I’ve seen a couple of different designs for YouTube subscriber counters and social media follower counters and I had a Raspberry Pi Zero W lying around which I wanted to put to use. I didn’t want the distraction of a bright LCD display at night, so an e-ink or e-paper display seemed like the best option. So, in this project, I’ll show you how to make your own Youtube Subscriber Counter using a 7.5” Waveshare E-Ink display and a Raspberry Pi Zero W to update it.

E-Ink Youtube Subscriber Counter

The Raspberry Pi uses a Python script to query the YouTube API a couple of times a day and then refreshes the e-ink display to update the counter. It’s really simple to make as it just uses the Waveshare Hat for Raspberry Pis, so there is no soldering required and you don’t have to worry about tinkering with any other electronics to get it working.

The e-ink display provides great visibility during the day, even in bright light, and only uses power when it’s being refreshed, so the counter uses very little power to run. The updates take about 40 seconds to complete and between updates the Pi uses around 0.5W while at idle.

Here’s a video of the build and the display updating, read on for the step by step instructions to build your own.

What You Need To Make Your Own Youtube Subscriber Counter

  • Raspberry Pi Zero W – Buy Here
  • Micro SD Card – Buy Here
  • Waveshare 7.5” HD E-Ink Display (B) With Controller – Buy Here
  • 6×8” Shadow Box Frame – Buy Here (The one linked to is not exactly the same as used in the project, but the most similar I could find on Amazon)
  • Keyboard, Mouse & Monitor For Setup (Or Connect Through SSH)
What You Need For This Project

All you need for this project is a Raspberry Pi Zero W, an SD card, and a Waveshare E-Ink Display, make sure that you order the display which includes the hat display controller for the Raspberry Pi. You’ll also need a suitable frame to put it in, you may even have one lying around your home.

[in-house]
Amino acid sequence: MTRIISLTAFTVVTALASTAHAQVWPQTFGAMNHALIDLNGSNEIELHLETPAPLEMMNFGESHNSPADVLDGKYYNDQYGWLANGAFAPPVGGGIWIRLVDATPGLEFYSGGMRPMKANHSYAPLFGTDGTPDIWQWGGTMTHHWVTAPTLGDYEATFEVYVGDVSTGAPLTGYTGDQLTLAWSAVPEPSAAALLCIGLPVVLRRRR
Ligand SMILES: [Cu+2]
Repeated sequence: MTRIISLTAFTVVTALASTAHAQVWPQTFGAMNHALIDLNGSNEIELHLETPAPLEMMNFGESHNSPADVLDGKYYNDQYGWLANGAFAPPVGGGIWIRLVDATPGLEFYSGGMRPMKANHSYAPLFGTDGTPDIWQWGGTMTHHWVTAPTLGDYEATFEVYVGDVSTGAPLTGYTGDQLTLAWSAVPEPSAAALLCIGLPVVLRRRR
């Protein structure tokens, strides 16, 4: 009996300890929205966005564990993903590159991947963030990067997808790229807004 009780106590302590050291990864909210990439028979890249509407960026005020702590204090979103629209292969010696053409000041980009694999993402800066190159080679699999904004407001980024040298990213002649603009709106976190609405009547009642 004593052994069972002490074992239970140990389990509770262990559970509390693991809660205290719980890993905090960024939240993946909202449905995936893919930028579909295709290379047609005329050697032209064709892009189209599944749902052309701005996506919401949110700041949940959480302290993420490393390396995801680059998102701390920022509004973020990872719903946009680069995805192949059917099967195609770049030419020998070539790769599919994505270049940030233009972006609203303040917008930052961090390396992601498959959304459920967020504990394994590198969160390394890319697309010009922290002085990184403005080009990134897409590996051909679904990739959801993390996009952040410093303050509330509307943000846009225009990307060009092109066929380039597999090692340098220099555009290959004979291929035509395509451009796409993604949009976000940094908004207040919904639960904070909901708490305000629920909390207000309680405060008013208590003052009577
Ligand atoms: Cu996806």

Connect & Prepare The Electronics For Your YouTube Subscriber Counter

Let’s start by preparing the Raspberry Pi Zero W. You’ll need the header pins to be soldered to your Pi Zero, so if yours didn’t come with them already installed, then you’ll need to install them before starting. Also, attach the heat sink to the CPU, this project isn’t particularly strenuous on the CPU, but it’s a good idea to install it anyway.

Fit The Header Pins & Heat Sink

Once your Pi is prepared, you can connect the display. I’ve used the 7.5” HD 3 colour version, the three colours being white, black and red. You also get a two colour version which is just black and white and another 3 colour version which had yellow instead of red. The red just works better for the YouTube play button.

Display Comes With Hat And Adapter

In the box, you get the SPI e-paper display controller, which is designed as a Raspberry Pi hat, to plug directly onto the GPIO pins. It also includes a plug and a set of leads to connect the controller to another SPI capable device, such as an Arduino or ESP32.

E-Paper Display

The actual display is really thin and has a thin ribbon cable at the bottom which plugs into the controller.

Display Is Really Thin

To connect the electronics together, you simply lift the black tab on the back of the connector, plug the display’s ribbon cable into the connector and then push the black tab down to lock it into place. Make sure that you get the orientation of the plug correct, the components are all face-up when laid on a flat surface.

Plug Display Into Hat

You’ll need to prepare your SD card with an installation of Raspberry Pi OS, which can now be easily done using the Raspberry Pi utility for Windows and Mac computers. You just choose the operating system you’d like, then the target SD card, and the utility does the rest for you.

Choose Raspberry Pi OS

For this project, you can use the full version of Raspberry Pi OS or the Lite version which doesn’t have the GUI (graphical user interface) if you’re comfortable using the terminal (command line prompts) to set it up. If you’re planning on setting it up using SSH then you’re better off just using the Lite version.

Insert The SD Card

Plug your formatted SD card into your Pi and then plug the hat onto the GPIO pins.

Plug In The E-Paper Driver Hat

You can now get started testing the display. I’d suggest that you get it working like this before building it into the frame if this is your first project using one of these e-ink displays.

The Waveshare Wiki for the 7.5″HD e-Paper Hat (B) is a great place to start. It walks you through the exact steps required to get the example code working and the display running through some example images and text. The Python script used for this project is based on this Waveshare example script.